To American Immigrants from the Middle East

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The subject of immigration to the United States is complex and has been for years. Kahlil Gibran is a renowned Lebanese-American poet whose words on the subject in 1926 are still relevant today.
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“Kahlil Gibran’s Little Book of Life” compiled by Neil Douglas-Klotz shares a wide range of Gibran’s poetry with a motif of the various interpretations of life in middle-eastern languages.

Kahlil Gibran’s Little Book of Life (Red Wheel/Weiser LLC, 2018) compiled by Neil Douglas-Klotz follows the diverse interpretations of the word “life” in middle eastern languages and specifically Gibran’s works. Douglas-Klotz imitates the paradoxical contrast in Gibran’s poetic style by selecting and arranging the little book with balance and inclusion of lesser known sayings. The following excerpt is a poem written in 1926 and is a viewpoint of American immigration.

I believe in you, and I believe in your


I believe that you are contributors to this new


I believe that you have inherited from your

ancestors an ancient dream, a song, a proph­ecy, which you can proudly lay as a gift of

gratitude upon the lap of America.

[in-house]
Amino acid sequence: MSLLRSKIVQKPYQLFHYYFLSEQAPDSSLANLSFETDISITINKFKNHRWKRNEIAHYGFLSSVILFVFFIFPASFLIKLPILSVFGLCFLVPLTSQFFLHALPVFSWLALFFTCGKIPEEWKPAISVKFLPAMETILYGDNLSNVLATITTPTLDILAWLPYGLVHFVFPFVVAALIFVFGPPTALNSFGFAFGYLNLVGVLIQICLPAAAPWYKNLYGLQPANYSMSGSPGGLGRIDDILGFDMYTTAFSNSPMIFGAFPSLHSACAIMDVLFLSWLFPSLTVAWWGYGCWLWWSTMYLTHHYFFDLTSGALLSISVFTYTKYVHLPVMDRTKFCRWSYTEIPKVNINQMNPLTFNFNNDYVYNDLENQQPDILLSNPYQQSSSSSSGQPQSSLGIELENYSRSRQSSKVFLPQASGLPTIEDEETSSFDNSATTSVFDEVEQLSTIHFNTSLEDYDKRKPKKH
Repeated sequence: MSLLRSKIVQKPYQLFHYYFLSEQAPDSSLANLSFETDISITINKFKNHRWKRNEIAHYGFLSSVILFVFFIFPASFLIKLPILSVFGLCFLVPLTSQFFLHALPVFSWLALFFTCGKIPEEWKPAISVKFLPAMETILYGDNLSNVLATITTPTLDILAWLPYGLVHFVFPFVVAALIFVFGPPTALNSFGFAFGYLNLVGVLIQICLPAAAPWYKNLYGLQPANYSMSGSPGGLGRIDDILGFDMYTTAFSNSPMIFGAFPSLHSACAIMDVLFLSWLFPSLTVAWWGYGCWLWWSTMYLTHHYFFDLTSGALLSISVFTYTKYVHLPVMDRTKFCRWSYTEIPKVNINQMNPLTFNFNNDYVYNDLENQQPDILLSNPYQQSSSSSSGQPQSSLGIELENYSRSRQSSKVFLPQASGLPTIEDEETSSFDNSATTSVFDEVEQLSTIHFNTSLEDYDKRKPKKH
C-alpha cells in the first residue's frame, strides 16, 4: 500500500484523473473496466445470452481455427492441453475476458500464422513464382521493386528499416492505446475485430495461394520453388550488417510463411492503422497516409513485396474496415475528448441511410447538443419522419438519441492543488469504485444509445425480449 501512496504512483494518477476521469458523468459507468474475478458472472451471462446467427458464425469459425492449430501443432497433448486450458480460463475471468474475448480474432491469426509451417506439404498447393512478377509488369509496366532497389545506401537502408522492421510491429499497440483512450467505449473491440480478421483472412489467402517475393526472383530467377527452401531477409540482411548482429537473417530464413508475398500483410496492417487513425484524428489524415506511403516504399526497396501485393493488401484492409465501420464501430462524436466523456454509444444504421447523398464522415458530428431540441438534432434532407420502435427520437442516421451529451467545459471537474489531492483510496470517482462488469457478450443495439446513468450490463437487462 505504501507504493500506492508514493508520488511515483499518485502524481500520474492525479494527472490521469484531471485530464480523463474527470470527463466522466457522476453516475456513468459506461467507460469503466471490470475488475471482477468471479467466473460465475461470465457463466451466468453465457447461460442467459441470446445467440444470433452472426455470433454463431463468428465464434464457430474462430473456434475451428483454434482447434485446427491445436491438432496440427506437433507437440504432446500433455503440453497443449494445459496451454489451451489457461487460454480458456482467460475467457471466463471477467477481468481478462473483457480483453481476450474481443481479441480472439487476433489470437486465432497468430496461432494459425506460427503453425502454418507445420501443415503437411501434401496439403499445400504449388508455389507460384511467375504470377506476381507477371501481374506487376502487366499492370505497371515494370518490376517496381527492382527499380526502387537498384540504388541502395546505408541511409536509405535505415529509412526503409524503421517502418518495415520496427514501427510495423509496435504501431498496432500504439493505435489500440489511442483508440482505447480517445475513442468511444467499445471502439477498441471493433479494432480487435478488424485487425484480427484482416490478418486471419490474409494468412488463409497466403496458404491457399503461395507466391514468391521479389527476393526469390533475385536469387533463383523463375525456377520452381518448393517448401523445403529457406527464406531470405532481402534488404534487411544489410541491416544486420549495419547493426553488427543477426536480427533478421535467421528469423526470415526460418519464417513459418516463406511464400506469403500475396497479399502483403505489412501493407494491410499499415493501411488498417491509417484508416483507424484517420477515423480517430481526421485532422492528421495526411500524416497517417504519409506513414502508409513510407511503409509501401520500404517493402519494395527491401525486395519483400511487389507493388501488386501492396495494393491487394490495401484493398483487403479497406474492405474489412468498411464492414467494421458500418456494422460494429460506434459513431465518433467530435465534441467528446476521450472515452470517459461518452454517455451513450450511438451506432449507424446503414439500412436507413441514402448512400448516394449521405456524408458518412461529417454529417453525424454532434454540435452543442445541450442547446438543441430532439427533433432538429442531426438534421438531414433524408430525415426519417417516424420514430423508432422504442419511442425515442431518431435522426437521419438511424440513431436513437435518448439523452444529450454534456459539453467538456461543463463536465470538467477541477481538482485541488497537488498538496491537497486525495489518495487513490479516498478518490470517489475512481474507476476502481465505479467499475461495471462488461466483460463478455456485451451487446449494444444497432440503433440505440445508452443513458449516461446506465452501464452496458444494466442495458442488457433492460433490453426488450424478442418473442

I believe you can say to the founders of this

great nation, “Here I am, a youth, a young tree whose roots were plucked from the hills of

Lebanon, yet I am deeply rooted here, and I would be fruitful.”

And I believe that you can say to Abraham

Lincoln, the blessed, “Jesus of Nazareth touched your lips when you spoke, and guided

your hand when you wrote. And I shall uphold all that you have said and all that you

have written.”

I believe that you can say to Emerson and Whit-

man and James, “In my veins runs the blood of the poets and wise men of old, and it is

my desire to come to you and receive, but I shall not come with empty hands.”

I believe that even as your ancestors came to

this land to produce riches, you were born here to produce riches by intelligence, by


And I believe that it is in you to be good


And what is it to be a good citizen?

It is to acknowledge the other person’s rights

before asserting your own, but always to be

conscious of your own.

It is to be free in thought and deed, but it is to

know that your freedom is subject to the

other person’s freedom.

It is to create the useful and the beautiful with

your own hands, and to admire what others

have created in love and with faith.

It is to produce wealth by labor and only by

labor, and to spend less than you have produced, so that your children may not be

dependent on the state for support when you are no more.

It is to stand before the towers of New York,

Washington, Chicago, and San Francisco say­ing in your heart, “I am the descendant of a

people that built Damascus and Byblos, and Tyre and Sidon and Antioch, and now I am

here to build with you, and with a will.”

It is to be proud of being an American, but

it is also to be proud that your fathers and mothers came from a land upon which God laid

his gracious hand and raised his messengers.

Young Americans of Syrian origin, I believe

in you.

Reprinted with permission from Red Wheel/Weiser LLC, Kahlil Gibran’s Little Book of Lifeby Neil Douglas-Klotz is available wherever books are sold or directly from the publisher at 1-800-423-7087 or

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